Applying Economic Penalties with the Intention of Ending Military Actions
As Ukrainian citizens continue to suffer through the atrocities of living under constant threat of attack during Russia’s invasion, other countries including the United States have imposed harsh financial sanctions on Russia in effort to apply enough pressure to halt further aggression. Shortly after Russia’s campaign began on February 24th, President Joe Biden announced economic penalties the U.S. would enact. This long list included freezing Russian assets in America and limiting Russia’s ability to conduct business in American currency.
The White House has also since announced further sanctions including banning the import of Russian oil, liquefied natural gas and coal to the United States, and most recently took steps to revoke Russia’s “favored nation” trade status, allowing the U.S. to impose higher tariffs on Russian imports. While all of these are designed to serve as intense deterrents, one of the more significant penalties imposed has been the removal of selected Russian banks from SWIFT.
What is SWIFT?
The Society for Worldwide Interbank Financial Telecommunication (SWIFT) is a global provider of secure financial messaging services. Connecting 11,000 financial institutions in over 200 countries, this Belgium-based secure messaging system allows banks to make payments to each other. 42 million messages per day facilitate trillions of dollars’ worth of transactions. SWIFT doesn’t actually move money, but the communications use standardized, secure codes to transmit payment information from one bank account to another. This allows funds to be transferred across international borders.
Why does this matter?
Behind only the United States, Russia is the second biggest user of SWIFT with 300 banks and organizations. While Russia has been developing its own network since 2014, the System for Transfer of Financial Messages (SPFS), this is primarily used within the country and will not help with global transactions.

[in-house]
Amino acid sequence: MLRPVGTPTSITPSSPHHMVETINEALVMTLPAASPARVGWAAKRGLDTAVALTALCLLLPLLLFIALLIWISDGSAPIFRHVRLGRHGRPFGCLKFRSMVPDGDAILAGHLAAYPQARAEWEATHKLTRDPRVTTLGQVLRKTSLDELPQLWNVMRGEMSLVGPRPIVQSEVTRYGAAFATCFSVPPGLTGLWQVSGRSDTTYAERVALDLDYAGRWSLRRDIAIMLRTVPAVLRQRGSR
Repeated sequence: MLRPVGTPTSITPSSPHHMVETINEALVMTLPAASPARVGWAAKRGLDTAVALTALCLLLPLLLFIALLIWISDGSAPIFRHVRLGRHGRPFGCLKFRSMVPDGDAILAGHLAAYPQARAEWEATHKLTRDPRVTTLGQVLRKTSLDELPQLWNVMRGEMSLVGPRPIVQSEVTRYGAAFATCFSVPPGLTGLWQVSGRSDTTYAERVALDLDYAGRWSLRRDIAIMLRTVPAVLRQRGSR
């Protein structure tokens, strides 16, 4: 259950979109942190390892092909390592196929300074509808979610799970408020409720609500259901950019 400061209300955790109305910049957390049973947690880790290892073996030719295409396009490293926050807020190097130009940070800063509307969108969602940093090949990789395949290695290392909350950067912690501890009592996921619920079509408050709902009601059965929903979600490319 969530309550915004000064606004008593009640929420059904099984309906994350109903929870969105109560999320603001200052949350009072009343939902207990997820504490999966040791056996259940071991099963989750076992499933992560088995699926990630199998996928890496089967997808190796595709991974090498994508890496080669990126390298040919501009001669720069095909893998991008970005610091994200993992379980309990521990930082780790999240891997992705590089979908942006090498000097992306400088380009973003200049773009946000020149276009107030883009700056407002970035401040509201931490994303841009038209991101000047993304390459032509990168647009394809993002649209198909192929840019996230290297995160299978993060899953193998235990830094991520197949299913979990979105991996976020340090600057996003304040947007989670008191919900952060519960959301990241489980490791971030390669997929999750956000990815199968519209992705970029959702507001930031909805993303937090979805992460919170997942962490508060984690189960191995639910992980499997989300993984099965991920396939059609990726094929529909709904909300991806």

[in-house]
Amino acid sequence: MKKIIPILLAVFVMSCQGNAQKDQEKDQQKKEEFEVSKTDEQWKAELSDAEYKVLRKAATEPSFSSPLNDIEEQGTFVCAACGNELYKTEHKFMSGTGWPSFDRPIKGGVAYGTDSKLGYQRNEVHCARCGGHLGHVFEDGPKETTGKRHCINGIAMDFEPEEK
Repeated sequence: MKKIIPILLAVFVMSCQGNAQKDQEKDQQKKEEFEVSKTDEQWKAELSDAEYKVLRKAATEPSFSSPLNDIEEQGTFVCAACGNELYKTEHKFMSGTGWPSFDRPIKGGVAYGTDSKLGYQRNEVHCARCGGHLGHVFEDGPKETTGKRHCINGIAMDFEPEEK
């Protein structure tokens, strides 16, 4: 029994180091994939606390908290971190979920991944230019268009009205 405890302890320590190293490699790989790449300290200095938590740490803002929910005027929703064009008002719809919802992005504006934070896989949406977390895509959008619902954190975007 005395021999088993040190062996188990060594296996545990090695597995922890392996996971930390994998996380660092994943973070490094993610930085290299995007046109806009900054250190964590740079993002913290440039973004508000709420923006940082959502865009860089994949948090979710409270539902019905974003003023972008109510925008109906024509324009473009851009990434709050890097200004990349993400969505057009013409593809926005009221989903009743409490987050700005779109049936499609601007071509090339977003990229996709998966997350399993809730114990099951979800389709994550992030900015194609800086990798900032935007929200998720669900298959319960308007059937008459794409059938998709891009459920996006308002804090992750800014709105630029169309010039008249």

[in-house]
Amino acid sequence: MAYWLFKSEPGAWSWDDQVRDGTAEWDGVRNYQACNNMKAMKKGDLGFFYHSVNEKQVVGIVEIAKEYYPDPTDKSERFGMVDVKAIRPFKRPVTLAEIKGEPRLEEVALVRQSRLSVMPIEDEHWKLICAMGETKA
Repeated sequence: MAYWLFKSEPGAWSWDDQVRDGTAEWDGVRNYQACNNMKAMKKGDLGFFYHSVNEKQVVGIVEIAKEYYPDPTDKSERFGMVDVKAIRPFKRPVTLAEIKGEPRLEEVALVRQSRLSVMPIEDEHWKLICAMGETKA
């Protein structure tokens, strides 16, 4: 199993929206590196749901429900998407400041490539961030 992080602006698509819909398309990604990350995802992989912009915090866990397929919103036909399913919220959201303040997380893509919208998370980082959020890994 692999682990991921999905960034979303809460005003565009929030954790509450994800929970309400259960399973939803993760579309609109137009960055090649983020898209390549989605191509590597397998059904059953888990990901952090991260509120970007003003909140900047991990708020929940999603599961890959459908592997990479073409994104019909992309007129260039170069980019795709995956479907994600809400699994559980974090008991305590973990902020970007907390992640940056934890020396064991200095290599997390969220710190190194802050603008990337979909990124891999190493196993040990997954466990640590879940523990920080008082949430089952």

In a statement released by the White House, the U.S. in cooperation with the European Commission, France, German, Italy, the United Kingdom and Canada has committed to removing selected banks from the SWIFT messaging system, and states it would “ensure that these banks are disconnected from the international financial system and harm their ability to operate globally.”
As Vladimir Putin continues to press Russia’s military action forward, the “unprecedented package of economic sanctions and export controls” that the United States and over 30 countries have levied are making an impact on the Russian economy with the Russian government’s credit rating now in “junk” status, the ruble currently worth less than a penny, and the Russian stock market closed for the longest time in history. Whether or not the increasing financial pressures being forced onto Russia will have the desired effect of ending this aggression remains to be seen, but it is likely that the United States will continue to apply these, and possibly further measures as deemed necessary.